There are some prevalent, disturbing themes as well that seem to stem out of these forty-nine episodes. At first it presents a picture that represents the way girls mistreat each other according to general societal expectations, but it then switches the focus to Mariko in the middle, where I feel like the writing is at its strongest (although it may try too hard). She screams at Misonoo saying that she can’t get involved with men because they are inherently self-serving and evil, but as the show proves, hate, resentment, and abuse are not shown in different ways by each gender, but within all genders. After that is looked at, the show then quickly turns into a very exciting walkthrough of overturning tyranny, FYI.

Symbolism is nicely used as well. The most prominent one is dolls, a reflection of what girls are told they are supposed to be on the outside, but sure as hell are not always the same as on the inside. Leading from that “reflection” of gender perception, there is also heavy use of mirrors as the characters fight with realizing they need look inside themselves instead of ruining lives and blaming others for their problems. Birds are utilized a lot too, with obvious relation to themes of emotional freedom.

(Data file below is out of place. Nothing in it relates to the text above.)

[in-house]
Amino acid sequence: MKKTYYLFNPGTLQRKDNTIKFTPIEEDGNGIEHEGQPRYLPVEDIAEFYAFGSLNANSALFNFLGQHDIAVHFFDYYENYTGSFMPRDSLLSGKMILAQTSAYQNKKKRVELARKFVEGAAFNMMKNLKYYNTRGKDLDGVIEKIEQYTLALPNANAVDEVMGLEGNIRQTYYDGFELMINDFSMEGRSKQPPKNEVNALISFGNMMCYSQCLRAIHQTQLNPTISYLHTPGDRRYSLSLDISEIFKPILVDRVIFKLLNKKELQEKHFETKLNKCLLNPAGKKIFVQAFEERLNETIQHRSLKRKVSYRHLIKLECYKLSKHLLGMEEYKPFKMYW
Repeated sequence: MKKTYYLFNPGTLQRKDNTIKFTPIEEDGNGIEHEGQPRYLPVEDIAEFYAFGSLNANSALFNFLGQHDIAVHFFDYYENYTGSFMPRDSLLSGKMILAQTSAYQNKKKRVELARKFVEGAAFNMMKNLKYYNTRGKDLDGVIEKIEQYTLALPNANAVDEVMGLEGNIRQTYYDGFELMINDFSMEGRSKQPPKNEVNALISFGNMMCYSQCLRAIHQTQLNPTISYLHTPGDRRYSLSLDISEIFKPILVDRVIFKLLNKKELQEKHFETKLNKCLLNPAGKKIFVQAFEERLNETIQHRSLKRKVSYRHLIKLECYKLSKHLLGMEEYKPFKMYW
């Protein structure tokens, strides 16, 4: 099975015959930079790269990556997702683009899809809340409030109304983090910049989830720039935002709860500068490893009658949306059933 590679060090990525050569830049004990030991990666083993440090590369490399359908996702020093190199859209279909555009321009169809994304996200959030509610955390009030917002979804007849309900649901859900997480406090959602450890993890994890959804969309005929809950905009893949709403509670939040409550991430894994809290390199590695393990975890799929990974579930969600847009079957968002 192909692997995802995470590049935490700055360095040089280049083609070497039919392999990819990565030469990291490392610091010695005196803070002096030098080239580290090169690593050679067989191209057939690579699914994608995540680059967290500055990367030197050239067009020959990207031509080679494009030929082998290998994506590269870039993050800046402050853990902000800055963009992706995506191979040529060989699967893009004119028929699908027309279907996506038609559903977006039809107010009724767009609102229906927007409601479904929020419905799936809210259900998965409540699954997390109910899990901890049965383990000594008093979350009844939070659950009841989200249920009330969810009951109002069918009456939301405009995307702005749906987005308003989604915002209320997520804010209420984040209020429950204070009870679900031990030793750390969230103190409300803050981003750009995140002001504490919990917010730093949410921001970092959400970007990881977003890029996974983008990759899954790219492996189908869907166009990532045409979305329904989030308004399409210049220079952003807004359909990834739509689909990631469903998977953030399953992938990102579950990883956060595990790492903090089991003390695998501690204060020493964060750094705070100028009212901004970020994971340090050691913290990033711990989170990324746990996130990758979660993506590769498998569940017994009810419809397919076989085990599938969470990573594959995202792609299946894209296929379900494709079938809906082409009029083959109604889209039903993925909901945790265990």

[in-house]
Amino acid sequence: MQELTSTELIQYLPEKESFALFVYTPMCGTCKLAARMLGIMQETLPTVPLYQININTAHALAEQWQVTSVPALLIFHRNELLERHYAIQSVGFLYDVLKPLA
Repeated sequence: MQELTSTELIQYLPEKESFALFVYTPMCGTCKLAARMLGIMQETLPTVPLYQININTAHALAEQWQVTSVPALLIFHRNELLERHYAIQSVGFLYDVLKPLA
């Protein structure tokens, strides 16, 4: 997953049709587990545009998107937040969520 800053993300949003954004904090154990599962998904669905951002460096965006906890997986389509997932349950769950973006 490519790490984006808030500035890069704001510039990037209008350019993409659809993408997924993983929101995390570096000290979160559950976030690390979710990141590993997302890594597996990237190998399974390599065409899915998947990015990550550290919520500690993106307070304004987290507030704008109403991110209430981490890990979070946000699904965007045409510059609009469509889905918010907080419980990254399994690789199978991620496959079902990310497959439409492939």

Stating that this show deserves thirty-nine episodes is not something I would agree with. It starts to run out of ideas in the end using some lame romance elements, which is something that is understandable (but not excused) given the fact Dezaki directed a story that was originally only three volumes of manga (wtf?). The show wants to discuss many things that have often been left in the shadows, or more specifically as the show’s Wikipedia article establishes"suicide, incest, lesbianism, drug addiction, violence, divorce, and disease. The fact that we can get these intense themes in something that is both overwrought and entertaining is quite shocking, but welcome.

So I somehow ended up finding some drawings I did years ago and I might as well post them. The thing is, I don’t know if I should leave them in pencil or not, but I feel it’s appropriate because they were made way before I used photoshop for coloring. So yeah, you’ll be seeing some sketches soon. 


went to the evangelion world yesterday

went to the evangelion world yesterday